As harvest begins, farmers are encouraged to be aware of the potential for development of molds and fungus in corn. Recent warnings by Iowa State University (ISU) Extension and Outreach’s Integrated Crop Management (ICM) staff about hail-damaged corn in northwest Iowa help draw attention to the issue, according to ISU Extension swine program specialist Matt Swantek.

“The concern is not only for crop farmers, but for those feeding corn to livestock,” Swantek says. “Pork producers whose corn fields experienced hail late this summer should be monitoring grain for contamination and either avoid feeding contaminated grain to pigs or explore alternative strategies for utilizing this corn in their feeding programs.”

It’s recommended that suspect fields be harvested as early as possible because molds and toxins worsen as they remain in the field, he says. Normally, there is no increase as grain is stored.

The presence of mycotoxins in corn can have long-term effects, including effects on sell weights of pigs a year or more in the future.

“High levels of mycotoxins in the 2009 corn crop led to longer days on feed, lower gains and poorer feed efficiencies in operations in 2010,” Swantek says. “Pigs were held in barns longer because weight gains were slower, and sell weights were 10 to 20 lb.lighter than targeted by producers.”

The effects of those lower efficiencies carried over into 2011 albeit in a different way.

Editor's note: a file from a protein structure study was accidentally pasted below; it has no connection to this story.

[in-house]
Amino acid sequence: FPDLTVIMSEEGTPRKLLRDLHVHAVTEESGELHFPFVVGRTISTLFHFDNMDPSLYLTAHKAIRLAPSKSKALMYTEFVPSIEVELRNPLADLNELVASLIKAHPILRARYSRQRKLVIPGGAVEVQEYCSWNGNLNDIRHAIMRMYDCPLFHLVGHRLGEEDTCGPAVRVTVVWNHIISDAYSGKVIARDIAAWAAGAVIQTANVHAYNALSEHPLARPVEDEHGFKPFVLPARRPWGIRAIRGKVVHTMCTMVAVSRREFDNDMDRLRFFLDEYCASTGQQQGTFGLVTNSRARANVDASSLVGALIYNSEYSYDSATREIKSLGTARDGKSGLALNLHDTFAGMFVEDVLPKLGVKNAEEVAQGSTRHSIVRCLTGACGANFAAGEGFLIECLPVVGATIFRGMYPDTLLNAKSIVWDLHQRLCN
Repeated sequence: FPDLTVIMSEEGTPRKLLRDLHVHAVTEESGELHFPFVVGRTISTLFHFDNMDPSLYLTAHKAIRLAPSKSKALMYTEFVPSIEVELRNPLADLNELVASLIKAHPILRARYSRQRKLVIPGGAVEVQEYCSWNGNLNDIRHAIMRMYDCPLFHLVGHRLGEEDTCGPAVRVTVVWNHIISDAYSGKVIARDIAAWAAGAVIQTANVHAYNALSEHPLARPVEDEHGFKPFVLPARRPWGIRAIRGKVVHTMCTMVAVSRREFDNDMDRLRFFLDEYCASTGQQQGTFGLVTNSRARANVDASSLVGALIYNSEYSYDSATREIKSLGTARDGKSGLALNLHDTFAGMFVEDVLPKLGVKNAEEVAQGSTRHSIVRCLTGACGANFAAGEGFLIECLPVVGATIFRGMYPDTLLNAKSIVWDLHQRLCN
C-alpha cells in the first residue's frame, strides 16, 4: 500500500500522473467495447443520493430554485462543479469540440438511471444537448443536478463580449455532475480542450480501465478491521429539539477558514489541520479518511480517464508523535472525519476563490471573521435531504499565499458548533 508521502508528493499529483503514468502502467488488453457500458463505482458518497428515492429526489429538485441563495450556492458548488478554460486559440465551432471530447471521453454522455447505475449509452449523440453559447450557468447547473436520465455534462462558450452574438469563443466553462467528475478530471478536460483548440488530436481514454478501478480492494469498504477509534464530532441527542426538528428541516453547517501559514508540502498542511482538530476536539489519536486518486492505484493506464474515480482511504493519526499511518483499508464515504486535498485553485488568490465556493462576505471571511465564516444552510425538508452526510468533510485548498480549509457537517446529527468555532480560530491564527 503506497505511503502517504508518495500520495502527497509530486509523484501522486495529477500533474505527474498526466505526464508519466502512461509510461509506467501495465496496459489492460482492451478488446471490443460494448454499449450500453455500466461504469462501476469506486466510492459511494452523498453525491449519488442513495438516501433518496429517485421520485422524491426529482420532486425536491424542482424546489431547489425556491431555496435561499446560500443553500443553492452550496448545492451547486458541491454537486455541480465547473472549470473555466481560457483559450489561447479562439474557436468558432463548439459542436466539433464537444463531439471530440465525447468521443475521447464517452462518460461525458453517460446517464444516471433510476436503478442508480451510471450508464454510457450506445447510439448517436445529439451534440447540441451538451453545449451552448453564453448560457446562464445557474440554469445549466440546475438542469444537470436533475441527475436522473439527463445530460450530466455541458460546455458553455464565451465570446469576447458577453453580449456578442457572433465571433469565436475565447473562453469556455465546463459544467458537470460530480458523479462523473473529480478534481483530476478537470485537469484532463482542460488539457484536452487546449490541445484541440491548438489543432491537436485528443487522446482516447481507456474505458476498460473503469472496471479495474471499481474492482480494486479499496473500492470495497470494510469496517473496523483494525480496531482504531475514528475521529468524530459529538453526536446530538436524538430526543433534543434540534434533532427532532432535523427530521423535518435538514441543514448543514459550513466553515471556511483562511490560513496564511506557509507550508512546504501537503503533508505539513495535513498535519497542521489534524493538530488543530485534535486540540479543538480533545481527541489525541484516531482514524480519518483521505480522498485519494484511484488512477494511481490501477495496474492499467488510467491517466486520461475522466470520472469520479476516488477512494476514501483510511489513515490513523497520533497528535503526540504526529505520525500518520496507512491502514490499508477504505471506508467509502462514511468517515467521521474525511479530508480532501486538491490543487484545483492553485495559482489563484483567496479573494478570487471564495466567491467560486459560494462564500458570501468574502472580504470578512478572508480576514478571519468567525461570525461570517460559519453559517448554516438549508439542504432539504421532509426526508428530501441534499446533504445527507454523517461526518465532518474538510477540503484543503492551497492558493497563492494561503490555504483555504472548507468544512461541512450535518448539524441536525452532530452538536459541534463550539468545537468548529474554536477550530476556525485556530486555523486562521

“2011 sell weights were higher than 2010 because those having to feed contaminated grain until the 2010 crop reached storage and usage grew accustomed to slower gains and lighter sell weights,” Swantek says. “Thus, when the ‘clean’ 2010 corn was fed, pigs ate more and grew faster, consequently catching many unprepared and selling hogs much heavier than expected.”

Being aware of any contamination in corn or feed stocks now also can help producers to better plan for the financial uncertainty of grain markets, he says. Late summer reports of lower yields for the 2011 crop and record low 2010 ending stocks may force grain prices to new highs and mean additional higher pressures on cost of production and lower returns.

More information on molds and fungus is available from the Iowa Pork Industry Center Web site. Written by Iowa State University (ISU) swine nutrition specialist John Patience and clinician Steve Ensley with ISU’s Veterinary Diagnostic and Production Animal Medicine department, “Mycotoxin Contamination of Corn: What it is, what it does to pigs, and what can be done about it” (IPIC12) can be viewed and downloaded at no charge.